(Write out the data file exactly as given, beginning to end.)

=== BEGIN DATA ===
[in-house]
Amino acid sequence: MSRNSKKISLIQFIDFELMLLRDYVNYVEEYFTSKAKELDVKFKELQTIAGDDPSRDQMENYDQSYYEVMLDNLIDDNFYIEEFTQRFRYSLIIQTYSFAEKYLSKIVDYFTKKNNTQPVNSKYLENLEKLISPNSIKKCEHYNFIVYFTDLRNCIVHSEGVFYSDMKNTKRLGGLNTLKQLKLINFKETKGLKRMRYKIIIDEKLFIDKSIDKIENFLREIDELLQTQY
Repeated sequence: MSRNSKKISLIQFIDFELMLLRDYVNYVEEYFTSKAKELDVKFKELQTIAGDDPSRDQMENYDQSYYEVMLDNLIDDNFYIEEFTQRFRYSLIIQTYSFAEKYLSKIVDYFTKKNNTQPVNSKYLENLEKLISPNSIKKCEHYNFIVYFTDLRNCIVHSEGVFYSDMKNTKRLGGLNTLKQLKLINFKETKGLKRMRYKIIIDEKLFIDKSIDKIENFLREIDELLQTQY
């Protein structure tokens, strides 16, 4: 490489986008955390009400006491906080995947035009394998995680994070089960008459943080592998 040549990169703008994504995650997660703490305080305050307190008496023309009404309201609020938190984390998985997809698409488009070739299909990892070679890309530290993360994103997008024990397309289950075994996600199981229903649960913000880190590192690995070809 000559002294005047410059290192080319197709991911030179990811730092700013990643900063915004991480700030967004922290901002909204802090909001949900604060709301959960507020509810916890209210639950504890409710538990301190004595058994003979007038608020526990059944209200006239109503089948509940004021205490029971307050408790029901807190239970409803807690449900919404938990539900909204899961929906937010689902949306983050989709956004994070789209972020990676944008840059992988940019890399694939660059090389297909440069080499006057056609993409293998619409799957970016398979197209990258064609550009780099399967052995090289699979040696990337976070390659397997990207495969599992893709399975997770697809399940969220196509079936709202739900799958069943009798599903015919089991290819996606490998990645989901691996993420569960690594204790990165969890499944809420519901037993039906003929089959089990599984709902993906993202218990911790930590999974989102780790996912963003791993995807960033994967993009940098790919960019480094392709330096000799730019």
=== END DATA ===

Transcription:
[in-house]
Amino acid sequence: MSRNSKKISLIQFIDFELMLLRDYVNYVEEYFTSKAKELDVKFKELQTIAGDDPSRDQMENYDQSYYEVMLDNLIDDNFYIEEFTQRFRYSLIIQTYSFAEKYLSKIVDYFTKKNNTQPVNSKYLENLEKLISPNSIKKCEHYNFIVYFTDLRNCIVHSEGVFYSDMKNTKRLGGLNTLKQLKLINFKETKGLKRMRYKIIIDEKLFIDKSIDKIENFLREIDELLQTQY
Repeated sequence: MSRNSKKISLIQFIDFELMLLRDYVNYVEEYFTSKAKELDVKFKELQTIAGDDPSRDQMENYDQSYYEVMLDNLIDDNFYIEEFTQRFRYSLIIQTYSFAEKYLSKIVDYFTKKNNTQPVNSKYLENLEKLISPNSIKKCEHYNFIVYFTDLRNCIVHSEGVFYSDMKNTKRLGGLNTLKQLKLINFKETKGLKRMRYKIIIDEKLFIDKSIDKIENFLREIDELLQTQY
């Protein structure tokens, strides 16, 4: 490489986008955390009400006491906080995947035009394998995680994070089960008459943080592998 040549990169703008994504995650997660703490305080305050307190008496023309009404309201609020938190984390998985997809698409488009070739299909990892070679890309530290993360994103997008024990397309289950075994996600199981229903649960913000880190590192690995070809 000559002294005047410059290192080319197709991911030179990811730092700013990643900063915004991480700030967004922290901002909204802090909001949900604060709301959960507020509810916890209210639950504890409710538990301190004595058994003979007038608020526990059944209200006239109503089948509940004021205490029971307050408790029901807190239970409803807690449900919404938990539900909204899961929906937010689902949306983050989709956004994070789209972020990676944008840059992988940019890399694939660059090389297909440069080499006057056609993409293998619409799957970016398979197209990258064609550009780099399967052995090289699979040696990337976070390659397997990207495969599992893709399975997770697809399940969220196509079936709202739900799958069943009798599903015919089991290819996606490998990645989901691996993420569960690594204790990165969890499944809420519901037993039906003929089959089990599984709902993906993202218990911790930590999974989102780790996912963003791993995807960033994967993009940098790919960019480094392709330096000799730019």